Years ago an elderly Jew at my synagogue said of the weekly reading, “Each one of us has a portion we wish we could leave out. My portion is the portion on leprosy. I wish we did not have to read that the leper is cast out of the community.” Of course, we know the truth that the Talmud negates this law: it says that the separation of the leper from the community is for the good of the leper and not a punishment, and that the person who checks the leper until they are healed is a priest–the holiest person in the community, birth wise. Despite the mitigation of the law and the fact it is no longer practiced today, it grates harshly on the ears, and we wonder, “Surely God does not will it so.”
For me there is another law that is even closer to home, with similar reasoning behind it. Schizophrenics in the Torah merit stoning, and I have Bipolar Schizoaffective Disorder. Again, in the Talmud it says that the sick deserve protection, both physical and also–in the case where somebody who is sick is to inherit money–monetary. I can claim with some pride that there are Jews–like Freud–who have made special efforts to remove the stigma on mental illness. More, I believe the Jews in my synagogue accept me fine, though there have been some exceptions.
Yet I believe there is a tradition as much a part of the Law which teaches the Jew to embrace the leper and the madman. It speaks of the mashiach himself,
He was despised, and forsaken of men,
A man of pains, and acquainted with disease,
And as one from whom men hide their face
He was despised, and we esteemed him not.
Surely our diseases he did bear, and our pains he carried;
Whereas we did esteem him stricken,
Smitten of God, and afflicted.
But he was would because of our transgressions,
He was crushed because of our iniquities:
The chastisement of our welfare was upon him,
And with his stripes we were healed.
Christians will recognize this as one of the proof texts of Christianity. For Jews… for us it may refer to the Jewish people as a whole. I prefer this ladder interpretation. Because with it I may be–despite my illness–a part of the mashiach. I am not, of course, anything like the whole banana. I am a mere human being, and I can never become God. Yet when I suffer, God suffers through me. And when I feel joy, God experiences it through me. The question arises, “What about other people? Does God love only the Jews?”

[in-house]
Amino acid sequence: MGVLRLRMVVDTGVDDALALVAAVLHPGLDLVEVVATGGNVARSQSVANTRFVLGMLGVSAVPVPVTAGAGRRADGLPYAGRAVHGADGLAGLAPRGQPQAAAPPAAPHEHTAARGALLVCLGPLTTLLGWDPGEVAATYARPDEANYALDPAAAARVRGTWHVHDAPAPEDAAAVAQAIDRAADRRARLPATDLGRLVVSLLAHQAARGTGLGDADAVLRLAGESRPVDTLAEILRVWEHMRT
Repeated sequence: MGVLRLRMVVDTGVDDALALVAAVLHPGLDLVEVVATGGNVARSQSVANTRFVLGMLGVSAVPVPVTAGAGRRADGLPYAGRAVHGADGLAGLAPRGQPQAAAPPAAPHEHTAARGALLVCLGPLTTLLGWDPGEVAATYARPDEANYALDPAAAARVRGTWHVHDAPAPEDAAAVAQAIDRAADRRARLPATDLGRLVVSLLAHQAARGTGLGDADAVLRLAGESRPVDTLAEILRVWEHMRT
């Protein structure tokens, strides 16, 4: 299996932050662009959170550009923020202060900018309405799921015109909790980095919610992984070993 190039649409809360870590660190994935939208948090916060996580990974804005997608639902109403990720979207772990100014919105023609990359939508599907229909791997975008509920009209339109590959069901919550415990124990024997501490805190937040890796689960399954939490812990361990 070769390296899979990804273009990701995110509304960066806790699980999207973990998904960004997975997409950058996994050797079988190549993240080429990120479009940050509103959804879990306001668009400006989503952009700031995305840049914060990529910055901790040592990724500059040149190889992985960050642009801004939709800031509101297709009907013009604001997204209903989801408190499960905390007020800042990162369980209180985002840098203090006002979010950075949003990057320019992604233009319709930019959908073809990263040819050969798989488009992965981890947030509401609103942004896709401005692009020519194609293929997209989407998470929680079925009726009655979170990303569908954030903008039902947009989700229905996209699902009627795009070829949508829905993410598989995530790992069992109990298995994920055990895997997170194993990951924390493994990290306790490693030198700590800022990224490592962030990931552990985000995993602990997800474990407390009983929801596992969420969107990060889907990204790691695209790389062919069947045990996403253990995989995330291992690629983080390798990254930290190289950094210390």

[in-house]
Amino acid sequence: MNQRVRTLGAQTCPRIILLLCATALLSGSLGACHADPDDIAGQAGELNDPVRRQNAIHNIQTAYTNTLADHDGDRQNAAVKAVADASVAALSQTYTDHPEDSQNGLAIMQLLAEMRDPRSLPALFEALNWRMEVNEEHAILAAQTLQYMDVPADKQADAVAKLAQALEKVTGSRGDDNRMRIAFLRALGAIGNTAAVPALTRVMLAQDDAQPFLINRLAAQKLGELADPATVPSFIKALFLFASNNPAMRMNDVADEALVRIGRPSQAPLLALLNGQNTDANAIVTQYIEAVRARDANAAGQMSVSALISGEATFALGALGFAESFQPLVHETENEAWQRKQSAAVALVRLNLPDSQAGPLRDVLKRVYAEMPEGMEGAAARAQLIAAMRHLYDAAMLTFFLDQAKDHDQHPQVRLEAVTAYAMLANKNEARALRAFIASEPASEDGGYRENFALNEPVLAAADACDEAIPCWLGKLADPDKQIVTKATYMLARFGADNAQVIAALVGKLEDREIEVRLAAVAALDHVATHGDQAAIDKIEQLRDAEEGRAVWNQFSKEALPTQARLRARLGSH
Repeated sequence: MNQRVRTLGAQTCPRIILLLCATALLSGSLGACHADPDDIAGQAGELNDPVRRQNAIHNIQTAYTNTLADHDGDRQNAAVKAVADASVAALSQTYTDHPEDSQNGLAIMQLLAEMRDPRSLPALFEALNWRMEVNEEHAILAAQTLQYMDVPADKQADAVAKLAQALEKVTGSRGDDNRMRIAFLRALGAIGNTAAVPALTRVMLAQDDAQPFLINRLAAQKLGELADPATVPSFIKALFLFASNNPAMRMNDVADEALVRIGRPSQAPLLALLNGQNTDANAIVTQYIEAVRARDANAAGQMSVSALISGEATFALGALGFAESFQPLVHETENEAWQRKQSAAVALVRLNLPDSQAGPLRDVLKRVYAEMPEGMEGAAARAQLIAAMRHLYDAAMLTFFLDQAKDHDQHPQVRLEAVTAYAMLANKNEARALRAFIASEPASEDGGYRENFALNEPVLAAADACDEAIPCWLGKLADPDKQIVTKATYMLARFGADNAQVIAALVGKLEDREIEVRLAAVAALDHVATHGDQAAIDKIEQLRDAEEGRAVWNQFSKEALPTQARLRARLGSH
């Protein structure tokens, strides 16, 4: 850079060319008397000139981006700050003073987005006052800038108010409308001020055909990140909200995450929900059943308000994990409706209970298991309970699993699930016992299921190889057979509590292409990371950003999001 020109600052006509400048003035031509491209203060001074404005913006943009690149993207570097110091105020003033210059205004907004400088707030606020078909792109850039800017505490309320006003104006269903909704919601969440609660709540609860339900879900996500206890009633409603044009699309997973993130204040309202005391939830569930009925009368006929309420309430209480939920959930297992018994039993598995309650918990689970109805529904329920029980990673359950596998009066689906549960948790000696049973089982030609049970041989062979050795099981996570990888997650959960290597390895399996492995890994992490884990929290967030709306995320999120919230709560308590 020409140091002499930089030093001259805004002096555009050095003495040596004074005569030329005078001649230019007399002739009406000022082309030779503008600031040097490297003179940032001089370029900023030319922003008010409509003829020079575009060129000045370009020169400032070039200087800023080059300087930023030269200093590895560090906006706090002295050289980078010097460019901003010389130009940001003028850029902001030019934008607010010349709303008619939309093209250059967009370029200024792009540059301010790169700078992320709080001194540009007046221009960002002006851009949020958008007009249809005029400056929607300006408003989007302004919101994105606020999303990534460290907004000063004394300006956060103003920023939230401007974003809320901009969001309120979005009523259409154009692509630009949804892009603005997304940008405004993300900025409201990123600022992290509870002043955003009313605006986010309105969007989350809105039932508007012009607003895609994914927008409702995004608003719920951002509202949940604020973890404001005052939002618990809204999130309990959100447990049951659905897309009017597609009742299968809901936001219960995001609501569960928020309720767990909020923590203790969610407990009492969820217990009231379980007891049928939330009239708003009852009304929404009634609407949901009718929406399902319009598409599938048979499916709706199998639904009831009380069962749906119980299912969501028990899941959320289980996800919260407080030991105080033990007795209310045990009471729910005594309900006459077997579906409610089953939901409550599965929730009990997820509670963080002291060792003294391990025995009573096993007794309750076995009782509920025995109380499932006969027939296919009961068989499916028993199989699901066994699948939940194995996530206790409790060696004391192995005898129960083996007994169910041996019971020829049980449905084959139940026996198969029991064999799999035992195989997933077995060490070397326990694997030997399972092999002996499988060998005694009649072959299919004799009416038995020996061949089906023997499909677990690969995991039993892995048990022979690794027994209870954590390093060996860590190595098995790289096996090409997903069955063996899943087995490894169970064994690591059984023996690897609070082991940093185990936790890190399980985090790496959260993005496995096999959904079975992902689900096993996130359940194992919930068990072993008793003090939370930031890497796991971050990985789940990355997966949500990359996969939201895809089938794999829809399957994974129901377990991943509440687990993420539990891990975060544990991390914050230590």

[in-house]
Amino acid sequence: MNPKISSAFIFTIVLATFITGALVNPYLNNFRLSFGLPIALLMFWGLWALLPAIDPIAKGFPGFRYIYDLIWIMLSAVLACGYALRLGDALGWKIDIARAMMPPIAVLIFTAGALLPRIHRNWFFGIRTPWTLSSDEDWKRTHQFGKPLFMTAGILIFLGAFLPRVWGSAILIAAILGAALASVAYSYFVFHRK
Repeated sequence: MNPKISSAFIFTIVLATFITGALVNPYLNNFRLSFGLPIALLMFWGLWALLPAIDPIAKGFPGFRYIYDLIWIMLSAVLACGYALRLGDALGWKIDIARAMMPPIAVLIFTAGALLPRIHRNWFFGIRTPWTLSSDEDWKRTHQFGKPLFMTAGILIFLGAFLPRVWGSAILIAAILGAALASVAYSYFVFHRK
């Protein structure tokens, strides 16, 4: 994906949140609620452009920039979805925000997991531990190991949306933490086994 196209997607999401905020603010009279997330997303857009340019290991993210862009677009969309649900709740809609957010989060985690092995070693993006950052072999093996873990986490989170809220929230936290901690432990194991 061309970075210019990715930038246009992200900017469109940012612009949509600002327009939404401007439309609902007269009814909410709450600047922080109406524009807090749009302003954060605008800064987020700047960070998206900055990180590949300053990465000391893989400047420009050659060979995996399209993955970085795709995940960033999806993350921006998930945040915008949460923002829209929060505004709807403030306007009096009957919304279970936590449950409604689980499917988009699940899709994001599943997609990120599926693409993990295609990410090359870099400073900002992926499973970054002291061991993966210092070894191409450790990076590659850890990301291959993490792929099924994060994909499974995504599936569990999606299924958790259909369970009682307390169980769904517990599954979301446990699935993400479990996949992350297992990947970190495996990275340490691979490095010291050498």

Years ago I came across a Midrash. It said that God planted a garden for the sake of a Lily. Yet brambles got into the garden. God could not pull out the brambles because if God did, he would destroy the lily. Yet there was this promise–there may be other flowers which God planted in the garden which may be as blessed as the Lily to God. The Law says, “The righteous of the nations shall be saved,” and when God comes for his harvest, he may have–I believe he shall have–a basket full of Lilies.
So it is that even those regarded as stigmatized–those traditionally outside of faith, like the lunatic, the eunuch, and the leper–will be embraced and added to those traditionally regarded as saved. For that reason I will write a poem of my own:
God’s daughter given to the Jews
Is a Pale Lily blossoming rich
In faith and mitzvoth for the ones who love
The beloved bride, as the Torah is.
The Torah loves who will embracing it.